Boxing gurus lace gloves over awards

The Boxing South Africa (BSA) awards are the subject of a mudslinging match involving three top, respected fight personalities.

The annual occasion took place in Durban eight days ago, but the unpleasant memories of the event linger on in the minds of the combatants.

In the red corner with ­multi-coloured trunks stands well-respected trainer/promoter Mzimasi Mnguni and ­boxing gym boss Nick ­Durandt, and in the blue ­corner, in black trunks, stands Loyiso Mtya.

At stake is the credibility of the Lifetime Achievement award, the standard of the awards function and the characters of the verbal combatants.

Mnguni, a man whose name has become synonymous with world champions, has contemptuously rejected the Lifetime Achievement award bestowed upon him by BSA.

An outraged Mnguni unleashed a coup de grace dismissing the organisation’s gesture of appreciation as ‘mshoshaphansi’, which loosely translates to mean ‘underhand’.

Mtya, a former top light heavyweight contender in the country and BSA’s acting CEO, who does not run out of ammunition easily, devastatingly counter-punched ­Mnguni.

“Mnguni has been familiar with ‘mshoshaphansi’ for years, so much so that he cannot even tell when something is genuine, not even the ultimate award bestowed on him,” rebutted Mtya.

Then there was manager-trainer Durandt, always difficult to silence, who charged that “you can unashamedly quote me on this, the annual awards function was a f... up.”

Mtya retaliated: “Durandt believes the awards were ­designed for him as an ­individual and suffers from sour grapes because he never ­received any.”

The seemingly unabated spat was much more fierce than the physical encounters these three men normally mastermind in the ring.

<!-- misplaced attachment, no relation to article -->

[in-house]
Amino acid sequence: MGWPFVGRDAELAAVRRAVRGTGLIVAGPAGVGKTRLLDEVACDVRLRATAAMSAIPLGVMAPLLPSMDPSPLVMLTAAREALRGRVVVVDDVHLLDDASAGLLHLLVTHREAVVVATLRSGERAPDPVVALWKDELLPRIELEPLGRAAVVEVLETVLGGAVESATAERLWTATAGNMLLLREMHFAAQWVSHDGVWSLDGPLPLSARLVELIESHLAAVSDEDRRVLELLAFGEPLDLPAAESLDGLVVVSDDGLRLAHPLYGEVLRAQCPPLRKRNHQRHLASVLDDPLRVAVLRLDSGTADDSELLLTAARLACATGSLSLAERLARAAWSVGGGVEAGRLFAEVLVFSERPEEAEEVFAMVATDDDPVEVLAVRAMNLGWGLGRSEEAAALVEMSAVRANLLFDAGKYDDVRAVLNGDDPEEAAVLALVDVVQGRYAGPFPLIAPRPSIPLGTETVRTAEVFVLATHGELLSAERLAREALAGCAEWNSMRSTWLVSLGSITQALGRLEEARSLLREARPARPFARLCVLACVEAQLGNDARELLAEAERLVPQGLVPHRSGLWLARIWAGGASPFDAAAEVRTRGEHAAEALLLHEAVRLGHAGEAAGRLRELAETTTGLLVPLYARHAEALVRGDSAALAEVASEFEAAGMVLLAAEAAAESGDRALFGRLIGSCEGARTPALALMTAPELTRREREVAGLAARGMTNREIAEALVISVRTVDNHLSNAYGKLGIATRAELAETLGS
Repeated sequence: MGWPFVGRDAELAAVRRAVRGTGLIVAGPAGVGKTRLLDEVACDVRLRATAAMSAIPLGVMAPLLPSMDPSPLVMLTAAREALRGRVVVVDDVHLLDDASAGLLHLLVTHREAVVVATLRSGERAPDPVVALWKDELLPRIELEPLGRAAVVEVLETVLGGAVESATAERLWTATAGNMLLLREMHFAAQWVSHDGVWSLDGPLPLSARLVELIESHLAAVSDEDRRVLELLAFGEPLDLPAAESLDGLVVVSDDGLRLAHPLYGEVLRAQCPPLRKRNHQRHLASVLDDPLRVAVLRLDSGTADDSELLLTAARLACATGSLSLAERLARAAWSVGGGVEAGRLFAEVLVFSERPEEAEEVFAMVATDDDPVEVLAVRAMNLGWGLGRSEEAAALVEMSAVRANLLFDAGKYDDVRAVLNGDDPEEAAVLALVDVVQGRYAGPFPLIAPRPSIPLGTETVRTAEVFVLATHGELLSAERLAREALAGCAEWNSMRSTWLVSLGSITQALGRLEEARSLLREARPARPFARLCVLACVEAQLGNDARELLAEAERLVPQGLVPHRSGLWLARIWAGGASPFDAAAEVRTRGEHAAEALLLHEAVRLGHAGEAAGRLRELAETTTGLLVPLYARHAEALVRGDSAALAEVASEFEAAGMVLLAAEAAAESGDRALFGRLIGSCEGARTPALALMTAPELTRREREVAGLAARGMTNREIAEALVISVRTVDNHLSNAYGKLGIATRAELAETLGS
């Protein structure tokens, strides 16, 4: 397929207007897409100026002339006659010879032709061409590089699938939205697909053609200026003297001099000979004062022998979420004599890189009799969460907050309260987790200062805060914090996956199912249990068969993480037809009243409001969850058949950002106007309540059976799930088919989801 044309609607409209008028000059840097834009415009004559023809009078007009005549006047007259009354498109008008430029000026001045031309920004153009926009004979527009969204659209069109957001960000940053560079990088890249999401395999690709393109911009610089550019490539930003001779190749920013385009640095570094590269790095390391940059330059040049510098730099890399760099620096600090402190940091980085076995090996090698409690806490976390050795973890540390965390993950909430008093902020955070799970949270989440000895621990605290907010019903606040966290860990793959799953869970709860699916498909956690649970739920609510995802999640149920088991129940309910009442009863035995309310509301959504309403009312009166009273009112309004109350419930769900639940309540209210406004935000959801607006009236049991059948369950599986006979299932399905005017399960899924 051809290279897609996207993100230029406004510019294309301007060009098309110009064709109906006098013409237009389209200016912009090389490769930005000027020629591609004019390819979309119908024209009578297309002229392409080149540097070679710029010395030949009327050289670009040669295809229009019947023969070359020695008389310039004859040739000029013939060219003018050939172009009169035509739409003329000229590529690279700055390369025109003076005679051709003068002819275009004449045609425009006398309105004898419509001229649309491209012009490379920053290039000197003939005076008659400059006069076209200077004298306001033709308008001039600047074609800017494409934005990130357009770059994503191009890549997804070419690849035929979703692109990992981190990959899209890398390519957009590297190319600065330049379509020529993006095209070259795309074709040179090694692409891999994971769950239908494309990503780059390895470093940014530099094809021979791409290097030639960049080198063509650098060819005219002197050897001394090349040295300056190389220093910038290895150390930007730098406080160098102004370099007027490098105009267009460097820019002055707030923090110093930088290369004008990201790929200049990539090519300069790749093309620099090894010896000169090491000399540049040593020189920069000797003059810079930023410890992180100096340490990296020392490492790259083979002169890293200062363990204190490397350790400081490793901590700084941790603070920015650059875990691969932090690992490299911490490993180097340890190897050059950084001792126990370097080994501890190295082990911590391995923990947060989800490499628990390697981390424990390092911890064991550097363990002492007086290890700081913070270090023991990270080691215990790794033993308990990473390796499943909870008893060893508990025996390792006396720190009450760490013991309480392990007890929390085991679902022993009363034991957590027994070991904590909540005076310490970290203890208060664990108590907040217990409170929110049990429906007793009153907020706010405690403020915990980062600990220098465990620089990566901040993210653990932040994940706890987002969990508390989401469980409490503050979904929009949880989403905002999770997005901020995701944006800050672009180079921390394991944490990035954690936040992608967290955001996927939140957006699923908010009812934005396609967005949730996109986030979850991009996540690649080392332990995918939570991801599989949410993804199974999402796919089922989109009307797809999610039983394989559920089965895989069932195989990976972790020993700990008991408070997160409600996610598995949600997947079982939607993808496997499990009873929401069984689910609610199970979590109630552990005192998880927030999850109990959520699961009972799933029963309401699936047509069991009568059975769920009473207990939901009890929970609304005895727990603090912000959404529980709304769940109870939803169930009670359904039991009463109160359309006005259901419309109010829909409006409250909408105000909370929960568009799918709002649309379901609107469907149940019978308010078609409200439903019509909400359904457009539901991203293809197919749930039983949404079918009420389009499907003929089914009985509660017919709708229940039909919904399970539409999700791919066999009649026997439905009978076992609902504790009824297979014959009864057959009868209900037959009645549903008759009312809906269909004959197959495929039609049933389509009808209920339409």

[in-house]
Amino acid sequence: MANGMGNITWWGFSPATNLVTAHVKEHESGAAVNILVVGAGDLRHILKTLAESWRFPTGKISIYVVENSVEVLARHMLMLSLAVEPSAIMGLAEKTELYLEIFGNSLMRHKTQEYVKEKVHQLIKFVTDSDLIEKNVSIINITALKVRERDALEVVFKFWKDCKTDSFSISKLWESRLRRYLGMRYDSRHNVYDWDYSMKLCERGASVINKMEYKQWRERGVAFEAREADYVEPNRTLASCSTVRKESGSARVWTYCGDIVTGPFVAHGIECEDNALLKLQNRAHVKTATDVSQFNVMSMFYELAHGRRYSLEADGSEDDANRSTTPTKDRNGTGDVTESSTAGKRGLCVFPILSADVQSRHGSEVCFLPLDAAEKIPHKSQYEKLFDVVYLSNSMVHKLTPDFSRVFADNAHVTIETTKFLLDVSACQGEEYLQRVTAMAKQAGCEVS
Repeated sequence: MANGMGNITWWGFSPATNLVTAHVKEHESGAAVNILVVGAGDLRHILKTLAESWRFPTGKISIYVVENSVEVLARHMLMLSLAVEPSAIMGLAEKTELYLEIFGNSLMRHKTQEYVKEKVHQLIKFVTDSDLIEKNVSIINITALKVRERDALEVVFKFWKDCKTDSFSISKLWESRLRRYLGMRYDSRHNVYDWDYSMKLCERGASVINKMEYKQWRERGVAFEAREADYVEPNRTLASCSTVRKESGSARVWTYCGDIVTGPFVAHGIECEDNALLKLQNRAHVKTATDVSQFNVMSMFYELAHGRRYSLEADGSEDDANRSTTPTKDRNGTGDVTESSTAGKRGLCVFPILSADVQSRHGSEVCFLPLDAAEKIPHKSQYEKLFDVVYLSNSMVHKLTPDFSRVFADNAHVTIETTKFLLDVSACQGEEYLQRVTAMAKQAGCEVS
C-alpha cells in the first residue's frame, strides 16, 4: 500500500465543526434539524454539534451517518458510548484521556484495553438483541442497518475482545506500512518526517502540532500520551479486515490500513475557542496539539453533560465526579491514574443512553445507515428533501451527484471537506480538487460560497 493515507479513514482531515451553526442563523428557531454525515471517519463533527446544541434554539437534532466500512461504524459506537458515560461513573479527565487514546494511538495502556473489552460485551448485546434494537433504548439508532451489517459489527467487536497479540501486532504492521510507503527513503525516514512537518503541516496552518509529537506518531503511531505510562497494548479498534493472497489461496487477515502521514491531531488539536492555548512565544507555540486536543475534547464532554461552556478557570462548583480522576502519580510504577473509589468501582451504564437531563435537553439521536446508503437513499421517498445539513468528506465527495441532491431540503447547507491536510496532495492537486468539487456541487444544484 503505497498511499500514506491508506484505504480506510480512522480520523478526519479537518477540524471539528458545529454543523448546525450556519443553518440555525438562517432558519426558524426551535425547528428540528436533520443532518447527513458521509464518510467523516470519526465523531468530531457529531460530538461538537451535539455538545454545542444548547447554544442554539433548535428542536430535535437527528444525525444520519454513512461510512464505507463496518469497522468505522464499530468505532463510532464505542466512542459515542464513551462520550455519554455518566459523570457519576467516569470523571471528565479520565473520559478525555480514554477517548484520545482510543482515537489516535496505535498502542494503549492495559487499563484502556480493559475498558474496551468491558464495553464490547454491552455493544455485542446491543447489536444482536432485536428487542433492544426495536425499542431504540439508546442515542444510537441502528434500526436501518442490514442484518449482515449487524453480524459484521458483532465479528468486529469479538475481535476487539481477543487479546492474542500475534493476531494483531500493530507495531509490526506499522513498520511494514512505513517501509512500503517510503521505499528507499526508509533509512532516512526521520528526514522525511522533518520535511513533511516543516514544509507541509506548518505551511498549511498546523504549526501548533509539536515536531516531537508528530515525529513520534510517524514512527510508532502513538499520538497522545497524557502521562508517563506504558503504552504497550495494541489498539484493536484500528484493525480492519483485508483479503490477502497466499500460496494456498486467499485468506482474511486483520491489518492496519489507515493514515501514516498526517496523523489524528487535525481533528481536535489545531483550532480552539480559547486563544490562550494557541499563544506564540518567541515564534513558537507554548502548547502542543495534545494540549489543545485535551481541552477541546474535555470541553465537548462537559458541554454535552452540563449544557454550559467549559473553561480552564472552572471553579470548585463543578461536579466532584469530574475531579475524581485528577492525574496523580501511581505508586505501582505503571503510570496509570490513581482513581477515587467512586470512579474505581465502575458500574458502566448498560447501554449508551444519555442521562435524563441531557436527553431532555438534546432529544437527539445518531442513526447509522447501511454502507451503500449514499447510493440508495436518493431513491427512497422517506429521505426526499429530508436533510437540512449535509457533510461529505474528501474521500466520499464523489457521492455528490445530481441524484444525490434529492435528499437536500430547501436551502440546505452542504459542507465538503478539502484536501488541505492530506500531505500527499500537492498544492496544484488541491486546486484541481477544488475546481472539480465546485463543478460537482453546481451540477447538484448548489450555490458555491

Mnguni would have shared the award with Golden Gloves Promotions’ co-ordinator Shona MacTaggart, one of the country’s most outstanding women in the cutthroat game.

Mnguni has never been ­recognised before, regardless of producing more world champions than any other compatriot and staging exciting shows as a promoter.

He argued vehemently that he has never been acknowledged by BSA regardless of his legendary achievements.

“This award, which I don’t deserve, is just a camouflage and a ploy to keep me quiet for a while, which I am not falling for,” fumed ­Mnguni.

“I am disappointed with Phakamile Jacobs (boxing ­administrator) for accepting the award on my behalf because I initially told him that I do not want it,” raged ­Mnguni.

Durandt complained bitterly that the function was badly organised, “attracting less than 200 people in a hall meant for a multitude”.

Mtya pointed out that there were logistical problems ­beyond their control, resulting in the auditorium not being packed.

“At previous awards, we combined the occasion with the convention and planned ahead, and this assured a big attendance,” said Mtya.

“This time we were not even certain that the awards would take place due to ­financial problems and we were rescued by the KwaZulu-Natal department of sport. We are eternally grateful to them.”

BSA chairperson Dr Peter Ngatane, who did not attend due to a previous commitment, was non-committal.

“I cannot comment about the controversy until I receive a full report from the ­licensees,” said Ngatane.


The winners were: (bold)

Boxer of the Year - Nkosinathi Joyi

Prospect of the year - Gabisile Tshabalala

Promoter of the year - Thulani Magudulela of Ludonga Promotions

Manager of the year - Jodie Solomons

Trainer of the year - Lennox Mpulampula

Ring official of the year - Thabo Spampool

Life achievement award - Shona MacTaggart and Mnguni

Knockout of the Year - Flo Simba

Special Achievement - Gideon Buthelezi

Special awards for women - Mbali Zantsi, Getty Magwaza, Violet Magwaca and Nangamso Siqaza

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